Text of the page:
How to Love Social Media

I hated social media for a bit, mainly because of FOMO (click here for a flashback to my issues with anxiety online). As a public relations student, one of the main jobs you get straight out of college in these days is doing social media. I vowed to myself I wasn't going into social media. I already got stressed with my own pages, so why would I want to do it all the time as a job? Then I got an internship in social media, which was the most healing experience between me and social media. It reframed my mind and made me feel a lot less anxiety about being on social media. Here's all the ways working in social media has helped me feel better about my life on social media:

1. You are posting for people other than yourself. This makes spending all day on Facebook healthier because you're on someone else's newsfeed and not stalking out your friends profiles and wondering why their lives seem so much more fulfilling.

2. It tuckers you out. I used to spend all my free time on social media, but since I do it for a living now, I don't really want to waste more time on it after work. I basically check it on my phone and then put it down and refocus on something else that I haven't been doing all day.

3. It helped me mature. I used to follow some whiners. It was a huge sobfest on my timelines, which did nothing but make me want to complain and gave me a negative worldview. Once I made it into the industry professionally, I started connecting with relevant people and my timeline went from a high school locker room to a forum for articulate discussion.

4. Probably the most important part about working in social media for me has been understanding it as a way to no longer feel social anxiety. I get it all now. I understand the practical and pragmatic networking abilities and it stops becoming such a powerful emotional experience. Transitioning from this heavily emotional forum to a logical outlet for communication has helped me respect social media more and feel less possessed by it.

I'm not saying that everyone should work in social media to feel better about it (because then I would be out of a job), but once you stop letting social media dictate how you feel, life becomes a lot less stressful.

Overcoming FOMO

In college one of my favorite articles I read was about FOMO, the fear of missing out. It's basically a feeling you get when you go on social media and see that all your friends are having so much fun and you weren't there. There's all these studies out now that back FOMO up, saying that social media and the Internet is causing kids to feel higher levels of anxiety (click here for an article that backs me up. and another just to up my credibility). Why I liked this article so much- and literally printed it out so I could always have it- was because I could deeply relate to it. I always felt like I was missing out. If I was invited to 2 different events at the same time, I would pick one and then sit on Facebook or Twitter the day after, waiting to see pictures and and status updates about the party I missed out on. I consistently felt like the other option was better no matter how much fun I'd have the night before, I'd always feel like I should have done the other thing.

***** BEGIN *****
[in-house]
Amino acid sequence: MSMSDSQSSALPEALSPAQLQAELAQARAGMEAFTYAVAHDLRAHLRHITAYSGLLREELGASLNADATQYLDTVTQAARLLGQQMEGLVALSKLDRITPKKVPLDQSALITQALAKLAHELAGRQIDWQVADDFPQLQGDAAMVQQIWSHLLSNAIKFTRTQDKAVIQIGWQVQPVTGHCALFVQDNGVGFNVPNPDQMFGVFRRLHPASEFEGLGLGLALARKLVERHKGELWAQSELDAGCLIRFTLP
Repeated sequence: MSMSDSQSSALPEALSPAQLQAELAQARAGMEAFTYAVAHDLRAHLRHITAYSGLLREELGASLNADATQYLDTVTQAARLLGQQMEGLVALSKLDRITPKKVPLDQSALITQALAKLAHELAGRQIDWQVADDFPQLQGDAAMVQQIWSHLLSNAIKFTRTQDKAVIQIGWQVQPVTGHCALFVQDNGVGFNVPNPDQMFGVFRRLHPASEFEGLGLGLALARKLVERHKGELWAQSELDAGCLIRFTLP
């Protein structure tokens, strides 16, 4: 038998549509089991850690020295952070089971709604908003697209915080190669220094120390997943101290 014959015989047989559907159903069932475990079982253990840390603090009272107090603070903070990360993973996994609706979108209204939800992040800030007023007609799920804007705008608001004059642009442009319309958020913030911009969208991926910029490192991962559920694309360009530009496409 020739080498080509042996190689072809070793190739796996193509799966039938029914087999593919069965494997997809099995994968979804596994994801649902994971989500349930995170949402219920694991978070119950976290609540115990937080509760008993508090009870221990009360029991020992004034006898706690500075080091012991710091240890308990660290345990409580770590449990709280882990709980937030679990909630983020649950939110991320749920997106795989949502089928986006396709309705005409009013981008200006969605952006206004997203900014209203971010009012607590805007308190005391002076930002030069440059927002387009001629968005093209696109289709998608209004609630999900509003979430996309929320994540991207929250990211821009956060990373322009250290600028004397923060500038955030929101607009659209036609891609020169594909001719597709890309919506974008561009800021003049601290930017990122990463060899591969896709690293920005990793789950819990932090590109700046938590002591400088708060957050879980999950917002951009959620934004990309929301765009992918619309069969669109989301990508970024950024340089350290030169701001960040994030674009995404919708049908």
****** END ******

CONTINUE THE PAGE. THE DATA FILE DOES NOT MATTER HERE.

Making decisions would be stressful, and then I'd have anxiety about it after, knowing that I'd be able to see if the other people had fun. One night I wanted to unwind after a rough week and relax, so I made no plans and decided to stay in. However, it was nowhere near relaxing. I kept checking in on social media and seeing how much fun people were having and I wondered why I ever decided not to go out. So much for relaxing...

Over time I built it up in my head that social media was this huge problem and that I'd never want to work in it because it is an evil empire. After getting a job where my title is literally "Social Media Specialist", I realize how wrong I was about social media.

Social media was never the problem. The problem was all in my head. This is how I needed to think about it: when people go out and take pictures, they hardly ever take sad ones and post them on Facebook. Even more, some of the best nights I've ever had were ones where we didn't take any pictures because we were literally having too much fun to do so.

Consider that people that tweet excessively are probably not doing anything else that would distract them from tweeting, while you're out there having a blast.

And lastly, who the hell cares? Remember that. If I had a great time, why should I be concerned if someone else had more fun? Why can't we all just have fun and not attempt to quantify it and compare it?

Social media is a great way to connect friends and families, consumers and companies, and strangers with similar interests. Just because someone tweets more than you, is tagged in more pictures than you, has a higher Klout score, or is Vine famous does not intrinsically mean that they are living vastly more exciting lived than you. It's just means they waste a lot more time trying to document their lives, while you're out there living it.